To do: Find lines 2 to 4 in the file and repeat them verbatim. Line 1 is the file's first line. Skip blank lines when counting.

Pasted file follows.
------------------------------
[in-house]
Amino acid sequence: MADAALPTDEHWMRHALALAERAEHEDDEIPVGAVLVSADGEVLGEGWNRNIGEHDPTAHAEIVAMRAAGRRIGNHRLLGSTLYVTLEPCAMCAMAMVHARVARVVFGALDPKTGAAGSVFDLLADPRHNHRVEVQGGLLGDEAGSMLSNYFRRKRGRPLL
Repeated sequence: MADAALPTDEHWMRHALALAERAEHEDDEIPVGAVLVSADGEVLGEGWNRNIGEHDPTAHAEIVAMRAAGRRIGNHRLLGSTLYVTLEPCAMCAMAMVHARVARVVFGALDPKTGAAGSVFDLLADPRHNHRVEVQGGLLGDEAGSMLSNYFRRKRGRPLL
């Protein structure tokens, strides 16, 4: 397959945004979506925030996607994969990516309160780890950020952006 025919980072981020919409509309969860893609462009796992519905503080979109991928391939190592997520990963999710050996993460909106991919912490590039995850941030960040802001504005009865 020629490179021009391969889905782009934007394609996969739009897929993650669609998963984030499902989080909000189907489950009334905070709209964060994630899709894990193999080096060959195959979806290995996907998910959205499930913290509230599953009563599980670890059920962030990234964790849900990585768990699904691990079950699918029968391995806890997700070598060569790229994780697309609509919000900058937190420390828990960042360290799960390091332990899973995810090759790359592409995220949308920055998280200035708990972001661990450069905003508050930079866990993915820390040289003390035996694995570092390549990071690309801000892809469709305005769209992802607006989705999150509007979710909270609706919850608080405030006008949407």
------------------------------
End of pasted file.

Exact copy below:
Amino acid sequence: MADAALPTDEHWMRHALALAERAEHEDDEIPVGAVLVSADGEVLGEGWNRNIGEHDPTAHAEIVAMRAAGRRIGNHRLLGSTLYVTLEPCAMCAMAMVHARVARVVFGALDPKTGAAGSVFDLLADPRHNHRVEVQGGLLGDEAGSMLSNYFRRKRGRPLL
Repeated sequence: MADAALPTDEHWMRHALALAERAEHEDDEIPVGAVLVSADGEVLGEGWNRNIGEHDPTAHAEIVAMRAAGRRIGNHRLLGSTLYVTLEPCAMCAMAMVHARVARVVFGALDPKTGAAGSVFDLLADPRHNHRVEVQGGLLGDEAGSMLSNYFRRKRGRPLL
């Protein structure tokens, strides 16, 4: 397959945004979506925030996607994969990516309160780890950020952006 025919980072981020919409509309969860893609462009796992519905503080979109991928391939190592997520990963999710050996993460909106991919912490590039995850941030960040802001504005009865 020629490179021009391969889905782009934007394609996969739009897929993650669609998963984030499902989080909000189907489950009334905070709209964060994630899709894990193999080096060959195959979806290995996907998910959205499930913290509230599953009563599980670890059920962030990234964790849900990585768990699904691990079950699918029968391995806890997700070598060569790229994780697309609509919000900058937190420390828990960042360290799960390091332990899973995810090759790359592409995220949308920055998280200035708990972001661990450069905003508050930079866990993915820390040289003390035996694995570092390549990071690309801000892809469709305005769209992802607006989705999150509007979710909270609706919850608080405030006008949407």